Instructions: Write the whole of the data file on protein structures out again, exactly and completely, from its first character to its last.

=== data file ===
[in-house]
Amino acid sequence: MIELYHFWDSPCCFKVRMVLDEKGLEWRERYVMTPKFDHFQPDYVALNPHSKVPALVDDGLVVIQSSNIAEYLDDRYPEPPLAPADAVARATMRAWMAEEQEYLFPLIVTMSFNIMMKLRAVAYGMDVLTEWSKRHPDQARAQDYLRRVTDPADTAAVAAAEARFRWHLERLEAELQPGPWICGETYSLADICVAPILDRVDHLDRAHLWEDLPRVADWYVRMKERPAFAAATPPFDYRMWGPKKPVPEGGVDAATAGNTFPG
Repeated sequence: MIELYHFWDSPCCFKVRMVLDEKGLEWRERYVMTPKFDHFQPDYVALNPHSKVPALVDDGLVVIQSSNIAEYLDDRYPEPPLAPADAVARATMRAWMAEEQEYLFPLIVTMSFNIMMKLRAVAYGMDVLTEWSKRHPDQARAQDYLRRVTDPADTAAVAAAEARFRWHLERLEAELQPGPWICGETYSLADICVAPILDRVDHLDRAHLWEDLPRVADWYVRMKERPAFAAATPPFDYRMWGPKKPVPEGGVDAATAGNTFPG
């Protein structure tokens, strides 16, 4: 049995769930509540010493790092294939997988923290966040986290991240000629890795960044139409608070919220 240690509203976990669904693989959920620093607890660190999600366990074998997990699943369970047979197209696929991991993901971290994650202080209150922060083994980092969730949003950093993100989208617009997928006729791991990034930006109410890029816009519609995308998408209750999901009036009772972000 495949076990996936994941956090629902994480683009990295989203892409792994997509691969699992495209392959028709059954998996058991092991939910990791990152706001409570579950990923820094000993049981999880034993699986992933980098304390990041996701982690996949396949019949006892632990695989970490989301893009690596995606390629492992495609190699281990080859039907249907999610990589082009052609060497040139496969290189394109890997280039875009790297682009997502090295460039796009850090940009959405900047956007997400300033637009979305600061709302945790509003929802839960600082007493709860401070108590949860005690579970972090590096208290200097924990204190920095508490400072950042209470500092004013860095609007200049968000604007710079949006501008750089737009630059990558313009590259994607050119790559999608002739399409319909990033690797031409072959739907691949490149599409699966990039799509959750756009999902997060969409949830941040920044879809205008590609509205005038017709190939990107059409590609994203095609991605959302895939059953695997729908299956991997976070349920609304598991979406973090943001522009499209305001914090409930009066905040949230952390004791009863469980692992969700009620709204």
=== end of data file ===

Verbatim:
[in-house]
Amino acid sequence: MIELYHFWDSPCCFKVRMVLDEKGLEWRERYVMTPKFDHFQPDYVALNPHSKVPALVDDGLVVIQSSNIAEYLDDRYPEPPLAPADAVARATMRAWMAEEQEYLFPLIVTMSFNIMMKLRAVAYGMDVLTEWSKRHPDQARAQDYLRRVTDPADTAAVAAAEARFRWHLERLEAELQPGPWICGETYSLADICVAPILDRVDHLDRAHLWEDLPRVADWYVRMKERPAFAAATPPFDYRMWGPKKPVPEGGVDAATAGNTFPG
Repeated sequence: MIELYHFWDSPCCFKVRMVLDEKGLEWRERYVMTPKFDHFQPDYVALNPHSKVPALVDDGLVVIQSSNIAEYLDDRYPEPPLAPADAVARATMRAWMAEEQEYLFPLIVTMSFNIMMKLRAVAYGMDVLTEWSKRHPDQARAQDYLRRVTDPADTAAVAAAEARFRWHLERLEAELQPGPWICGETYSLADICVAPILDRVDHLDRAHLWEDLPRVADWYVRMKERPAFAAATPPFDYRMWGPKKPVPEGGVDAATAGNTFPG
């Protein structure tokens, strides 16, 4: 049995769930509540010493790092294939997988923290966040986290991240000629890795960044139409608070919220 240690509203976990669904693989959920620093607890660190999600366990074998997990699943369970047979197209696929991991993901971290994650202080209150922060083994980092969730949003950093993100989208617009997928006729791991990034930006109410890029816009519609995308998408209750999901009036009772972000 495949076990996936994941956090629902994480683009990295989203892409792994997509691969699992495209392959028709059954998996058991092991939910990791990152706001409570579950990923820094000993049981999880034993699986992933980098304390990041996701982690996949396949019949006892632990695989970490989301893009690596995606390629492992495609190699281990080859039907249907999610990589082009052609060497040139496969290189394109890997280039875009790297682009997502090295460039796009850090940009959405900047956007997400300033637009979305600061709302945790509003929802839960600082007493709860401070108590949860005690579970972090590096208290200097924990204190920095508490400072950042209470500092004013860095609007200049968000604007710079949006501008750089737009630059990558313009590259994607050119790559999608002739399409319909990033690797031409072959739907691949490149599409699966990039799509959750756009999902997060969409949830941040920044879809205008590609509205005038017709190939990107059409590609994203095609991605959302895939059953695997729908299956991997976070349920609304598991979406973090943001522009499209305001914090409930009066905040949230952390004791009863469980692992969700009620709204």